The 5 Best Songs Of The Week

The 5 Best Songs Of The Week

The Week In Headlines: Eminem Is Mad :(, Lil Xan Says Columbia Records Arranged His Relationship With Noah Cyrus How Weird Is That, We Talked To Spiritualized, Michael Moore Says Gwen Stefani Inspired Trump To Run For President, Richard Thompson And Flasher Performed In Our Office, and We Really Wish That Every Band Who Played Minneapolis Would Stop Fucking Trying To Cover Prince. Here are the five best songs of the week.

5. Guerilla Toss – “Come Up With Me”

One of the best things about late-period Guerilla Toss is that you never know what you’re going to get when they release a new song. The Boston-via-NYC art-kid collective has morphed a lot over the years, but sometime recently their sound started going more radically sideways, spiraling into all manner of funhouse stylings. In the case of “Come Up With Me,” they go full Trevor Horn cartoon new wave. You can practically see primitive computerized graphics spreading out over a black outer-space background, or neon-clad weirdos with geometric haircuts doing robot contortions in time with the playful lurching bass. Every instrument shines like it’s the best money could buy in 1982 and bounces like it’s being played by the animatronic band from Chuck E. Cheese. The collective enthusiasm is overwhelming. There was a time when Guerilla Toss seemed too much like serious artistes to attempt a song this goofy, but I am glad they have grown up into such exuberant children. –Chris

4. Strange Ranger – “New Hair”

On their first two albums, Portland-based Strange Ranger dealt in melodic gloom and Pacific Northwestern influence. But they haven’t let these tenets stop them from experimenting. Each track on last year’s excellent Daymoon plays with a different idea or sound. Their new song, “New Hair,” sees them continuing to transform. It’s surprisingly upbeat for a band that counts Elliott Smith and early Death Cab For Cutie as prime influences. Their new energy is partially owed to their new drummer, whose force you can hear crashing though the simple beat. Lyrics are captured with a whine and a sigh, reflecting light off of catchy guitar riffs. Something bright is on its way. –Julia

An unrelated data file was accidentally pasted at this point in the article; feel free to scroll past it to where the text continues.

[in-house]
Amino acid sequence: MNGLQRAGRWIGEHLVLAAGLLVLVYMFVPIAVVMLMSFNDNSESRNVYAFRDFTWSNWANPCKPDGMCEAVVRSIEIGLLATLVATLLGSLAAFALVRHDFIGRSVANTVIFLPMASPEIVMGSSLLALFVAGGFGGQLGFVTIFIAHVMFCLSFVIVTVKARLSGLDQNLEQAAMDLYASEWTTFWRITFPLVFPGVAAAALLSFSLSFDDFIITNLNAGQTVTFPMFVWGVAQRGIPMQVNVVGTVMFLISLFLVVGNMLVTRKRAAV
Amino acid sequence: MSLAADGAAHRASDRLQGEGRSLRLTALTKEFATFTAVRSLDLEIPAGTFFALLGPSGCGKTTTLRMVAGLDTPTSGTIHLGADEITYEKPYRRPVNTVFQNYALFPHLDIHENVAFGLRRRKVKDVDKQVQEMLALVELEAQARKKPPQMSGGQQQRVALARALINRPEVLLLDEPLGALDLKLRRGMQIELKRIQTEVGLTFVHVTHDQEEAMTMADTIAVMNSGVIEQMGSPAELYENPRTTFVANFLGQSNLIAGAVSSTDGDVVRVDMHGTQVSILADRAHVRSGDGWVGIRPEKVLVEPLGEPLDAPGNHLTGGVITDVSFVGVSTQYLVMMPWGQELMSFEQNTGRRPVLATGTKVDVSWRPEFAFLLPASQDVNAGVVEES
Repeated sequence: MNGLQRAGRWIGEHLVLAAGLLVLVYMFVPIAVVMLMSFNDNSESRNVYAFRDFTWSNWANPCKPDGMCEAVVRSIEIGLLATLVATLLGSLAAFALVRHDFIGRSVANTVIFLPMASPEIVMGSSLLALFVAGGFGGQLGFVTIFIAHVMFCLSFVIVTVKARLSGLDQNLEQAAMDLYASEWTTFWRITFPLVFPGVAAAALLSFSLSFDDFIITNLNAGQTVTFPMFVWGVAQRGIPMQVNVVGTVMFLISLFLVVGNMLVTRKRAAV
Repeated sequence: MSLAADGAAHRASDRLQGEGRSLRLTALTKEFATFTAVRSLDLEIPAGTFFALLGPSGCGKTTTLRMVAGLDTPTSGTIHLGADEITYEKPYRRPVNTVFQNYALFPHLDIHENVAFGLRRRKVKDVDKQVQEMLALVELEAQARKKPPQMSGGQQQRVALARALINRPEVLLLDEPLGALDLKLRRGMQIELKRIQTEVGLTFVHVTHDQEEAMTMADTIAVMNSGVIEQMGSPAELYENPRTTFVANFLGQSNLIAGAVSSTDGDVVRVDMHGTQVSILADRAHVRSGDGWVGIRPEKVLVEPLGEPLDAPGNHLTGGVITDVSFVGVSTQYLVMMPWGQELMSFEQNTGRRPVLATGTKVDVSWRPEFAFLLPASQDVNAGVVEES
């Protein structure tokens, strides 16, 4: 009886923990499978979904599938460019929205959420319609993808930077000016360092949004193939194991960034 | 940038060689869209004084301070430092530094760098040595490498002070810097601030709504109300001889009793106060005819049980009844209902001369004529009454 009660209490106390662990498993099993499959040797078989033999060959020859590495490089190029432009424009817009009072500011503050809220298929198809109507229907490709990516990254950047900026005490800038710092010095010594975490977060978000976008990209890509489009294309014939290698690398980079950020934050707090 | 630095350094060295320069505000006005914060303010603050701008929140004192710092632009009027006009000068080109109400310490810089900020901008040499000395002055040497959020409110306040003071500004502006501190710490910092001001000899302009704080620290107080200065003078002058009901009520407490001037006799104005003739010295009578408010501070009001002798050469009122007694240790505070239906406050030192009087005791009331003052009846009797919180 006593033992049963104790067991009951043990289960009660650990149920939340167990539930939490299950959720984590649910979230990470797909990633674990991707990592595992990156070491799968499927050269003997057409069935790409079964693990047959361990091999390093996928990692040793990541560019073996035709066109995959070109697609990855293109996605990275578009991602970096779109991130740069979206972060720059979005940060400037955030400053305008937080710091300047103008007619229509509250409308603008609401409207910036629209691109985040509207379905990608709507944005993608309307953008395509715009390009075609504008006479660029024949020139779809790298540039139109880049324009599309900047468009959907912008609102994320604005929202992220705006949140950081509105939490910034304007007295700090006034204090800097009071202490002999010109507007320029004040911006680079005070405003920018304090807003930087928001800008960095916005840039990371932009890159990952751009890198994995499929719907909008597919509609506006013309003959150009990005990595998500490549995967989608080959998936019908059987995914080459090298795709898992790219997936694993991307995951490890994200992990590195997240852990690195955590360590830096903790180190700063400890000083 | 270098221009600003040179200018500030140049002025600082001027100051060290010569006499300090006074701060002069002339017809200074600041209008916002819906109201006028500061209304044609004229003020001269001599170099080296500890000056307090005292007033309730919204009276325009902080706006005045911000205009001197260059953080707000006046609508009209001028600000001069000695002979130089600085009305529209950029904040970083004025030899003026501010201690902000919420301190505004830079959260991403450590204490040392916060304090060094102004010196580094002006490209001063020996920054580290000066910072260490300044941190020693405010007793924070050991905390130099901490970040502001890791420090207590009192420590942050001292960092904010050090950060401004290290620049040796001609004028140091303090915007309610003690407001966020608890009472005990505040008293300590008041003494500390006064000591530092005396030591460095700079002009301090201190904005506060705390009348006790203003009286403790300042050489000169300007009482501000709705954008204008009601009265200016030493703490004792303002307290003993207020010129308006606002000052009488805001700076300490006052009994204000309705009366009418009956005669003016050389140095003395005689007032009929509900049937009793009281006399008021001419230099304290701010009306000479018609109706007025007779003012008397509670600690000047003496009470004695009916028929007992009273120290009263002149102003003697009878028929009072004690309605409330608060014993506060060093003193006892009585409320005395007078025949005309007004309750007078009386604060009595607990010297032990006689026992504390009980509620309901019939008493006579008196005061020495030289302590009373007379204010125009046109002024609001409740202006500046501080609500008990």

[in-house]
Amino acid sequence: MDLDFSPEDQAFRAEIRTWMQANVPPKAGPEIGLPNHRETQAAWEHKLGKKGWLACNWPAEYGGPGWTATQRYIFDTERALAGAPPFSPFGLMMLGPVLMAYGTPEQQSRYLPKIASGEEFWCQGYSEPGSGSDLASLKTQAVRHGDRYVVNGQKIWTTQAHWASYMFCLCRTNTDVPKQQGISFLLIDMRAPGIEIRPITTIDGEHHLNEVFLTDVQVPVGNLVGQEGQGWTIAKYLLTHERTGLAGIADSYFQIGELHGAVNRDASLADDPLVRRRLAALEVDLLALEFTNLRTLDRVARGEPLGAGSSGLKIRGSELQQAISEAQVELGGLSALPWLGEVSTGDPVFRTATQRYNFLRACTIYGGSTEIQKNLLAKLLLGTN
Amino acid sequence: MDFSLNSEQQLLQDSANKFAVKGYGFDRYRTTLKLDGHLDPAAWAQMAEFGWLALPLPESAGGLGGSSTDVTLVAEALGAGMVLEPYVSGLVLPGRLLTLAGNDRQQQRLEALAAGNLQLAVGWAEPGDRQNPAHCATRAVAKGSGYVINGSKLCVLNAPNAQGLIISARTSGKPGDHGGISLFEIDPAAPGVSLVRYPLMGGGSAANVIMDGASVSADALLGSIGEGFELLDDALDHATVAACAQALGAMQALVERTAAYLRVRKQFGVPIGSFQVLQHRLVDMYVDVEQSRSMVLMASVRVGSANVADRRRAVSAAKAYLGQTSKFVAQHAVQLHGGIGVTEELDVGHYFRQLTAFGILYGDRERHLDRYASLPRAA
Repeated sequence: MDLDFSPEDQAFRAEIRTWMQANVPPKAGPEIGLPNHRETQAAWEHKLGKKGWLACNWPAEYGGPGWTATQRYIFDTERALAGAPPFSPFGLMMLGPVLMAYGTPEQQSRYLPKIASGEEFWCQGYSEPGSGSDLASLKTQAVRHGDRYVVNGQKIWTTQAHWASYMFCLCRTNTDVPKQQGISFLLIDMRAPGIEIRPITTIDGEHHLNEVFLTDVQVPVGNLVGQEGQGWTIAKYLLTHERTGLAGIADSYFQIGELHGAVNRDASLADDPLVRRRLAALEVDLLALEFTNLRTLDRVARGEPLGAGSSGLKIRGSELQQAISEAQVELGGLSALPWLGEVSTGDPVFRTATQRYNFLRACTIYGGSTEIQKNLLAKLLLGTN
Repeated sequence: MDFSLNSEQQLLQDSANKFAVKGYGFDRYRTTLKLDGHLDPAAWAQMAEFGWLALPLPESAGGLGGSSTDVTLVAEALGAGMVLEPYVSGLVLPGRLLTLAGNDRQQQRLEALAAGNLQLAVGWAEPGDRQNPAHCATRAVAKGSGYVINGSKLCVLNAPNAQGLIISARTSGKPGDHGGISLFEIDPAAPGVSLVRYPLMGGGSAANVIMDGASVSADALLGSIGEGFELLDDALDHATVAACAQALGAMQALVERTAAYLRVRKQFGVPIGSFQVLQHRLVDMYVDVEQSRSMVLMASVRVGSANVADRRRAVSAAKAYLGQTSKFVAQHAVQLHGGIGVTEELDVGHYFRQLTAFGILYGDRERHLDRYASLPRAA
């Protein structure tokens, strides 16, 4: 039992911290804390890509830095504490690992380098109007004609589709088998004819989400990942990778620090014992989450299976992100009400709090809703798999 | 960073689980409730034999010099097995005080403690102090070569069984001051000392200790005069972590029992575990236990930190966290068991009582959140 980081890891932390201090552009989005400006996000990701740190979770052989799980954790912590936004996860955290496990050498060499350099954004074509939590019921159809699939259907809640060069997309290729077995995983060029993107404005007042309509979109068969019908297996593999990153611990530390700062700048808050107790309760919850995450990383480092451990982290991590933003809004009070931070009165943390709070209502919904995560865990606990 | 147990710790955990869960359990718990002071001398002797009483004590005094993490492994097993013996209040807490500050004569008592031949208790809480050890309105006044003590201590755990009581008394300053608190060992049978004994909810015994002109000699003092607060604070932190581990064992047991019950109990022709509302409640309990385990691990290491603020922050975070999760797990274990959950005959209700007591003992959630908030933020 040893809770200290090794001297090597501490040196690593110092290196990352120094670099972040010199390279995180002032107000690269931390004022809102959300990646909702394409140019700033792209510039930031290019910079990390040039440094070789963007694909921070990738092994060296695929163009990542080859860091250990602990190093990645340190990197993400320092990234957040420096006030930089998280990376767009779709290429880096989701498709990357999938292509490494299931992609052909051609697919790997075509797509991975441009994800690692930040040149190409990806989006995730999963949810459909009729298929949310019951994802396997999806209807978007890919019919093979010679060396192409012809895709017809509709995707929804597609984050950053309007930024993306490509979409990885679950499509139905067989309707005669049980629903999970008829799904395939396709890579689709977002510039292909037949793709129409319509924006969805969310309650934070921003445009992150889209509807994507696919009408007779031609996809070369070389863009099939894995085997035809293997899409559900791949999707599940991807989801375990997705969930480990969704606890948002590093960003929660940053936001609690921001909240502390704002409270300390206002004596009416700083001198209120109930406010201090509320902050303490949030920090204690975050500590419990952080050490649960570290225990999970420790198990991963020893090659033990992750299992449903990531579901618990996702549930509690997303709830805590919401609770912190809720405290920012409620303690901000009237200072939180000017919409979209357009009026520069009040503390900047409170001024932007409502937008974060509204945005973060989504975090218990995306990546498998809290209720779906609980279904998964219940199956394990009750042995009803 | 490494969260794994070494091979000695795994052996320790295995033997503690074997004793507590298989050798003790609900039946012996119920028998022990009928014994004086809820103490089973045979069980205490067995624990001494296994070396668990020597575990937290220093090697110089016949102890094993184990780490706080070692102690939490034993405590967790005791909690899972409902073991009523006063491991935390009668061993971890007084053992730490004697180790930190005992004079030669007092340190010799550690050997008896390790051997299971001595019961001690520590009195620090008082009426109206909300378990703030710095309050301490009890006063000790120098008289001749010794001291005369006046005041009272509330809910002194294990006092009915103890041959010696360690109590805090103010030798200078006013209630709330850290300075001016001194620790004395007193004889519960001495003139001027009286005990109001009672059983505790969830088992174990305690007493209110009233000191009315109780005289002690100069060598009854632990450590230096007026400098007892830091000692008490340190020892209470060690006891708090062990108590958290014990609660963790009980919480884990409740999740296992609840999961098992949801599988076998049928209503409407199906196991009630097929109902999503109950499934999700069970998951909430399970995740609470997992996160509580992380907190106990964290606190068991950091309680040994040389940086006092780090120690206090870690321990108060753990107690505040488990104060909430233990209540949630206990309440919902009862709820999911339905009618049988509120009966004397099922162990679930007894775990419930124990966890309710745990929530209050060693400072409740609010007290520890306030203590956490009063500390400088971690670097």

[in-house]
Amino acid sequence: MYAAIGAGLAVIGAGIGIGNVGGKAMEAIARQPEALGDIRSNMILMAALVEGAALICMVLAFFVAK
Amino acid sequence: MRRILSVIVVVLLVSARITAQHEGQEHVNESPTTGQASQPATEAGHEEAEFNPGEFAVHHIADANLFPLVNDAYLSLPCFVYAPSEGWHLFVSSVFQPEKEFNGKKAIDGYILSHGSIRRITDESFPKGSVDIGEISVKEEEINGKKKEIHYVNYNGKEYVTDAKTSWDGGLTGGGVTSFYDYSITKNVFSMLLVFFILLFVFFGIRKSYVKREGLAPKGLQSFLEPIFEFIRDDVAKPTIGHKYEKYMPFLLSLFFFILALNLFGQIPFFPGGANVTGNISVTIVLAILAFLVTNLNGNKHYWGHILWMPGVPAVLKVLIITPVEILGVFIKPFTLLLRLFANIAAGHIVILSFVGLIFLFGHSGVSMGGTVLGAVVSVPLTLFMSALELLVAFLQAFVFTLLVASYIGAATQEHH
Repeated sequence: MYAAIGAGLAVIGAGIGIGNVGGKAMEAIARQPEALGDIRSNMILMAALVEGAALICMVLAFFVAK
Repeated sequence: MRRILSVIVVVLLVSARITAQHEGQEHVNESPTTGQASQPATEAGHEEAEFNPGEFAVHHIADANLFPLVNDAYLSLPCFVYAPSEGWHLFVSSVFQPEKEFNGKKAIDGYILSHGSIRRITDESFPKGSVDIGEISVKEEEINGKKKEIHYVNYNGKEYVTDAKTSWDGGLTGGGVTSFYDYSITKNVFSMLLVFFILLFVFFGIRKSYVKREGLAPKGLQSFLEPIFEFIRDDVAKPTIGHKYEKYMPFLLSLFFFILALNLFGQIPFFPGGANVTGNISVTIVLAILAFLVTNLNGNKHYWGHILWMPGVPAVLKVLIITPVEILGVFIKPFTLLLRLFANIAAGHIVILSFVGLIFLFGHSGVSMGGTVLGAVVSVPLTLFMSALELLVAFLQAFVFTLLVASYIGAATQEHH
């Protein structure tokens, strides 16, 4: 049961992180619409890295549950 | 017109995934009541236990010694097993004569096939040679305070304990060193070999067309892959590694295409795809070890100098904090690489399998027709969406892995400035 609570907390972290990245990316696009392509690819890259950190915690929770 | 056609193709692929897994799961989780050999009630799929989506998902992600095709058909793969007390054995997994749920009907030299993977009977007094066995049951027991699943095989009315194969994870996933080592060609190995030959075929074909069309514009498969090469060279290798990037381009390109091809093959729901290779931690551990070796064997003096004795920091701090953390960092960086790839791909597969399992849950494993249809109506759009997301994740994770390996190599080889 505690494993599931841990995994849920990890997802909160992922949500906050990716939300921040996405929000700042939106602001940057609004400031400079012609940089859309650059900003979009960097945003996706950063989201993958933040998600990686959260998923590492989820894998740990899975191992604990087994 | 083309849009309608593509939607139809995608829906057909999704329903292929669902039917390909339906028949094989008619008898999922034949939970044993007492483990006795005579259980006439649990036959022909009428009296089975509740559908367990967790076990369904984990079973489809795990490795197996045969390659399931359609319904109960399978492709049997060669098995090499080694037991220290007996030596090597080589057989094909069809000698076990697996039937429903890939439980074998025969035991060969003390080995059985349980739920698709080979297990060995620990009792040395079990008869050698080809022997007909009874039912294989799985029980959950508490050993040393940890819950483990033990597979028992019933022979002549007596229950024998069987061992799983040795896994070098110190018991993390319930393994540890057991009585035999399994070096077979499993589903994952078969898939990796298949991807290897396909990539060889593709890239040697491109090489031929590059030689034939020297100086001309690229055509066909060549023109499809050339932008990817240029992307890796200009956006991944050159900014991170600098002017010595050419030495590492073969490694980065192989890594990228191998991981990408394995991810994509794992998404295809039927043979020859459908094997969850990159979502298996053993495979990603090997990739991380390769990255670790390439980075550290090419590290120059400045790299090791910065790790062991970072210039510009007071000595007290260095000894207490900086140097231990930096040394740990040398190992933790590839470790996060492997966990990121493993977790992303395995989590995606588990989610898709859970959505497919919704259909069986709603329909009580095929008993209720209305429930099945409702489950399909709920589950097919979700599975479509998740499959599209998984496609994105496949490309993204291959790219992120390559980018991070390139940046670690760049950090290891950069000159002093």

3. Julia Holter – “I Shall Love 2″

“I shall love” — that’s a declaration, but it isn’t where Julia Holter’s new single “I Shall Love 2” begins.”I am in love/ What can I do?” Holter sings shortly after the track opens. In that moment, she’s almost murmuring over subdued electronics, opposite the swooping melody that repeatedly punctuates the song out of nowhere. Collectively, those elements capture a particular moment in the arc of romance, Holter’s delivery sounding very much like an internal monologue trying to remain measured in the face of emotions forcing their way to the surface in the same firework path taken by that wordless, unpredictable melody.